2. Seriously blown away by the waterfall. Just like you guys, I’ve always found the waterfalls in Asia a little underwhelming and served with a side of trash – but that must’ve been the bluest, cleanest waterfall I’ve seen in that part of the world. Nice find!

    Apr. 29 2014 @ 6:28 pm
    1. jill author

      Yes, completely agree! Normally there is so much trash strewn about these places, but the folks running Tad Kuangsi definitely have their act together because it was remarkably clean. So nice to be able to enjoy the loveliness here without competing potato chip bags and all that other rubbish. Splashing around here was a complete delight; I hope you get to visit it at some point, because as nice as the photos are, they only capture a snippet of its beauty.

      Apr. 29 2014 @ 10:59 pm
  3. We visit Luang Prabang in January and honestly, the town itself was a disappointment for us. We found the market too touristy… But we went to see Kuang Si waterfall and this made up all ! Did you make it to the top of it? We liked that small hike a lot! What we also found interesting was Big Brother Mouse Project, where we volunteered for one day, or rather 2 hours. You might like it 🙂
    Happy travels , guys!

    Apr. 29 2014 @ 9:29 pm
    1. Ivana author

      Yes, the market and the downtown area was definitely touristy and not really our cup of tea, but the waterfall was truly excellent and worth all the hype we had read from other travelers.

      Thanks for mentioning Big Brother Mouse Project—we really wanted to volunteer/check them out, but somehow managed to run out of time and didn’t manage to make it over to them (isn’t that always the way?!). They’re definitely a great organization, and their projects—spreading literacy and improving locals’ spoken English—are certainly ones worth promoting.

      Apr. 29 2014 @ 11:02 pm
  4. Oh wow, I want to take pictures like you guys! Those waterfalls = amazing! Thanks for sharing this about Luang Prabang – actually I had no idea what there was to see, but I had heard of a lot of people who had gone there, so it’s great to “put a face to the name” so to speak. And that food is making my mouth water! Have safe travels in Sri Lanka, I can’t wait to hear about your next adventures!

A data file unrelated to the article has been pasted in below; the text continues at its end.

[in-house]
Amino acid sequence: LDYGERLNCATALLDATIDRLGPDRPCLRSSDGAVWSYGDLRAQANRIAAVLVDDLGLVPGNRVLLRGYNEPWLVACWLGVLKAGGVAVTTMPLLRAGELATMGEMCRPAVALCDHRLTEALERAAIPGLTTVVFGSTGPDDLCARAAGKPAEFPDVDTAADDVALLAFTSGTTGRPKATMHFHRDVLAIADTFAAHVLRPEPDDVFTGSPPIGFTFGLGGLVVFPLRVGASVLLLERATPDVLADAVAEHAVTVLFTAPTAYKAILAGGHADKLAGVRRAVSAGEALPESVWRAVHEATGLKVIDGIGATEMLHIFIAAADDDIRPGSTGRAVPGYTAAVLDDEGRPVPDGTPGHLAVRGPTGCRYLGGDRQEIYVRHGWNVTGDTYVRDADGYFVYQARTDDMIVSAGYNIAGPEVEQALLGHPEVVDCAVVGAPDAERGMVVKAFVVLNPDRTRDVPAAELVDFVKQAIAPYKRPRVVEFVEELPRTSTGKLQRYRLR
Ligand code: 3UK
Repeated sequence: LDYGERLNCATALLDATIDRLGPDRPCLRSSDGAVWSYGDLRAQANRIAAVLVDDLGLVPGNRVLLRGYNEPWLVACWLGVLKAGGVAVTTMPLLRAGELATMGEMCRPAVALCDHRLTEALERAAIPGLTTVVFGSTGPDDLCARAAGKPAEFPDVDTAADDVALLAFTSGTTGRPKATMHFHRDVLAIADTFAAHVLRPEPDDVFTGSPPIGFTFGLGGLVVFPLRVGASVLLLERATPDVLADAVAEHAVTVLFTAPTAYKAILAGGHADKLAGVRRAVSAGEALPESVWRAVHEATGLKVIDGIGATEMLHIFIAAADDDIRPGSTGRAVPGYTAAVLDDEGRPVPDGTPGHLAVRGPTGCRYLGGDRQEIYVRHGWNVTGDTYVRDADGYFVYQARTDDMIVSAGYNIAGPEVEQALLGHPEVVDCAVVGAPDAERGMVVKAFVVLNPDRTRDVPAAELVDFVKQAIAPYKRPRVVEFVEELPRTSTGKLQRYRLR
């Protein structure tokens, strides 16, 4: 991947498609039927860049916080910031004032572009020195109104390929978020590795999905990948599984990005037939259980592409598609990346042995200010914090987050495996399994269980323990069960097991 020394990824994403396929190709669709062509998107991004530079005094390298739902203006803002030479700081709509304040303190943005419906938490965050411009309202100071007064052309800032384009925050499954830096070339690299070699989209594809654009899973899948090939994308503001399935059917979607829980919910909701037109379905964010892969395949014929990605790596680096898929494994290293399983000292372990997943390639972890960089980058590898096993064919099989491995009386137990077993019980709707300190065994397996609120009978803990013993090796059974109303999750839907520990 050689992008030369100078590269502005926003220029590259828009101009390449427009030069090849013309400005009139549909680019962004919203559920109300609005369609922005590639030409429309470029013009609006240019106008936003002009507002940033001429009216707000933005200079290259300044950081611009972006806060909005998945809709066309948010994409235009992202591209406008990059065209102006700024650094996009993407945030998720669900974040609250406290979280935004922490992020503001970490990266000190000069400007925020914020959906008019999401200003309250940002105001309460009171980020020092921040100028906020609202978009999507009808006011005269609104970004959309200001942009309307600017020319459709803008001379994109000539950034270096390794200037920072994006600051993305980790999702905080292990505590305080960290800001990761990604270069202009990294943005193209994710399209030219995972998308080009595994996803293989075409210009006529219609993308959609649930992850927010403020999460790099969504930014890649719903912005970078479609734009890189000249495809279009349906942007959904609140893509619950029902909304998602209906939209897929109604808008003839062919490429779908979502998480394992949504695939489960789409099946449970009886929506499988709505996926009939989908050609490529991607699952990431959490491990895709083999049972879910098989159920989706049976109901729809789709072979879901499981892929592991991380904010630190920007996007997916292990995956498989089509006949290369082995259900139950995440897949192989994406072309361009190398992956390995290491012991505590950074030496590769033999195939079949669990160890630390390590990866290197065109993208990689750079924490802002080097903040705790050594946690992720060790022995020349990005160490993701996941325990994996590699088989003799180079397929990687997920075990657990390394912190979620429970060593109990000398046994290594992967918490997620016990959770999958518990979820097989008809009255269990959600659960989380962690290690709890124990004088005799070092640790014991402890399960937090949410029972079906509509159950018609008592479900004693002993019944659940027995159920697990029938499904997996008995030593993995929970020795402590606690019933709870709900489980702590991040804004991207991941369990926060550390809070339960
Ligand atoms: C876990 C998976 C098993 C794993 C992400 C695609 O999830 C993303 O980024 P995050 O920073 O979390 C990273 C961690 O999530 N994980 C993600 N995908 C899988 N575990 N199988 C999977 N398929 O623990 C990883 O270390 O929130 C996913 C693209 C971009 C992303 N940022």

Apr. 30 2014 @ 1:28 am
    1. Tim | UrbanDuniya author

      Some of these waterfall shots required wading across icy cold pools and hoping we wouldn’t stumble and drop the camera, so never let it be said we don’t suffer for our art over here! 😉

      There’s actually tons more to do in LP than what we highlighted here… We were just really bad travelers by the time we arrived, so we skipped most of what other people tend to focus on when they visit!

      Also: Sri Lanka posts are on their way!

      May. 3 2014 @ 2:34 am
      1. Stephenie Harrison

        Sometimes that happens though, and I don’t think there’s anything particularly wrong with it. If you’re satisfied with your time in a place, then it doesn’t matter whether you “did it properly”. Racing around and trying to tick off tourist sights isn’t what travelling should be about, and it can actually spoil your time in a location.

        May. 4 2014 @ 1:57 am
        1. Tim | UrbanDuniya author

          Agreed! The longer we travel, the less we care to run about in a bid to work our way through as much of our guidebooks as possible. Much more enjoyable to just take our time and see fewer things, but actually enjoy them!

          May. 5 2014 @ 9:24 pm
  5. Nooooo, how could we have missed the bears? They look so cute, we didn’t know about them at all 🙁

    Luang Prabang was pretty indeed but a bit too touristy for us, it almost didn’t feel like the rest of Laos. We went to do some English speaking with some local boys and monks at an association called “The Big Mouse”, it was to help them to improve their English (not sure how that went with my strong Italian accent), it was very interesting for us too to listen to them, to talk and learn more about their lives and the Laos traditions.

    Apr. 30 2014 @ 1:28 am
    1. Franca author

      Even though you missed the bears (which makes me so sad because they were so cute and you would have loved them!), I am glad you got to go show some support for Big Brother Mouse. It was actually something we wanted to do as well, but somehow time got away from us and we just didn’t manage to get to it. That’s my one main regret for Luang Prabang, because it seems like a great organization and definitely one I would want to support.

      May. 3 2014 @ 6:52 am
  6. I’ve heard great things about Luang Prabang, but that was from a girl who volunteered teaching English to monks, so she probably saw some heartwarming and non-touristy stuff while there. I guess it’s a place that all depends on your perspective.

    The waterfalls look amazing though!

    May. 1 2014 @ 1:00 am
    1. Karyn @ Not Done Travelling author

      I know plenty of people who loved Luang Prabang, although I think just as many people find it a bit too “staged”. I think if you liked it and really settled in, you could certainly discover a different side to the city that would probably be a lot more authentic; meeting the locals always helps.